No one exposed to contemporary media language can have missed the gross overuse of the words ‘icon’ and ‘iconic’ in American English. The grotesque surfeit of their occurrence has now reached the point where the Los Angeles Times has reportedly banned them from its pages (along with legend and legendary as applied to persons).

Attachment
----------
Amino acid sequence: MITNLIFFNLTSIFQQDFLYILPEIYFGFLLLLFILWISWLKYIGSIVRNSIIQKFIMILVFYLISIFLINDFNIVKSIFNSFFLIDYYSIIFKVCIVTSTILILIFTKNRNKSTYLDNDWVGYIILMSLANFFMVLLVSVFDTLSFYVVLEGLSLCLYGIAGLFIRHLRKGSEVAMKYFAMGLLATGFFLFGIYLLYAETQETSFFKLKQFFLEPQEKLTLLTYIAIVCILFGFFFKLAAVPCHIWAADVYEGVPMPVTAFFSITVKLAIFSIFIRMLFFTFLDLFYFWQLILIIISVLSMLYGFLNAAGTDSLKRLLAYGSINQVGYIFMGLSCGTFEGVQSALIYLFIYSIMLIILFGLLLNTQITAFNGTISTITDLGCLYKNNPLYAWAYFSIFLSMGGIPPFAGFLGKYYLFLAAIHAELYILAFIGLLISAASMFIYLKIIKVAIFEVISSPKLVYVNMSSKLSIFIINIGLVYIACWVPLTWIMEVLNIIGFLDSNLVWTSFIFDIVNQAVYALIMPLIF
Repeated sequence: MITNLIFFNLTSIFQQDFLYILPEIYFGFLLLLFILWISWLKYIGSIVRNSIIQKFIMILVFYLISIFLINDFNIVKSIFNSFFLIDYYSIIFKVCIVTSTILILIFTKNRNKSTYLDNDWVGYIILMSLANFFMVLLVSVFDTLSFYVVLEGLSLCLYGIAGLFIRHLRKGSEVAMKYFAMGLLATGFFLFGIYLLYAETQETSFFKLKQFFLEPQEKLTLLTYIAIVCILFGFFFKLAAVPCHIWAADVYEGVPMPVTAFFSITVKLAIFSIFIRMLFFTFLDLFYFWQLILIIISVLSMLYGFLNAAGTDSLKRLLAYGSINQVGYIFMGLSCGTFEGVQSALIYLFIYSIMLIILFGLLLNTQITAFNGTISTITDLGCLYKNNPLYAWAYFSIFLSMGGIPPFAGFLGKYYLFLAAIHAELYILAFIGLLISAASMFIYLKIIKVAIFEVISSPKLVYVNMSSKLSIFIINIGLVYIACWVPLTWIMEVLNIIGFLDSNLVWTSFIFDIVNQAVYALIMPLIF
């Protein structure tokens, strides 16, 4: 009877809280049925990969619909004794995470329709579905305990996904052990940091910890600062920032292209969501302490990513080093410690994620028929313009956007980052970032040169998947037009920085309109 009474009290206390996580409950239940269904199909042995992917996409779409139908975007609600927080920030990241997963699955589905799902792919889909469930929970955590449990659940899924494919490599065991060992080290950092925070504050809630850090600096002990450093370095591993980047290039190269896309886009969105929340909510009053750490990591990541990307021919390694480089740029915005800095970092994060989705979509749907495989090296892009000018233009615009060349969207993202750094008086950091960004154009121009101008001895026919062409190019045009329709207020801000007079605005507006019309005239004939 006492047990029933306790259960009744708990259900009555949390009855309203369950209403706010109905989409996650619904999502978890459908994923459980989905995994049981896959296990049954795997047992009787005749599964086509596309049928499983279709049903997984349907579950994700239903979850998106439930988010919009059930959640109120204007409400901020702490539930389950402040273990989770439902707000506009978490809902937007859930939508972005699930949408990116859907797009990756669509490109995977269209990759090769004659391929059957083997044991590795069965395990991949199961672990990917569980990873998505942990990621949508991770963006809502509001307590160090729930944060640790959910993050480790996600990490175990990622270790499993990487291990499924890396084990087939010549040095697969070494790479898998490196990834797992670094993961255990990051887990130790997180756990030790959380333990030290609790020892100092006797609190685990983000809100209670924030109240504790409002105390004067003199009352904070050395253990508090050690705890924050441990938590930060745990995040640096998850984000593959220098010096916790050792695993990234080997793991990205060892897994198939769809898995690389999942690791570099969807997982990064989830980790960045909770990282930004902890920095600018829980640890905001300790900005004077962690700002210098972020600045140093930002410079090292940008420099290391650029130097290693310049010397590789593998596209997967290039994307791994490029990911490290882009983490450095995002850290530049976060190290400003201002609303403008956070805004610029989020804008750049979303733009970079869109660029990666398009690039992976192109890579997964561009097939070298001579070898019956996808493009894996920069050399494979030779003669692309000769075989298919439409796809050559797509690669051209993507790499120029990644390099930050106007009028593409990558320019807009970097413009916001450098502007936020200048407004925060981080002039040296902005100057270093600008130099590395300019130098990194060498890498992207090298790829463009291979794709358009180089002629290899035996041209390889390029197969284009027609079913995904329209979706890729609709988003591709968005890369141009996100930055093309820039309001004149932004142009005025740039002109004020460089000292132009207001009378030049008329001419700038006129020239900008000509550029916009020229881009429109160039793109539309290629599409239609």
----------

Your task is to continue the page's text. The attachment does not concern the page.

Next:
How to explain their rise in ubiquity? The terminologization of icon in computer-speak could be a contributory factor, but a more proximate cause may lurk in something virtual, viz. the homophony of the initial vowel with the words I and eye. Nothing is more important to the notional content of the contemporary meanings of icon and iconic than their epitomic connotations of SELFHOOD (as embodied in the first person singular pronoun) and of SEEING (as embodied in name of the organ of sight). This explanation rises in plausibility when seen as a variation on Euclid’s pons asinorum as applied to language.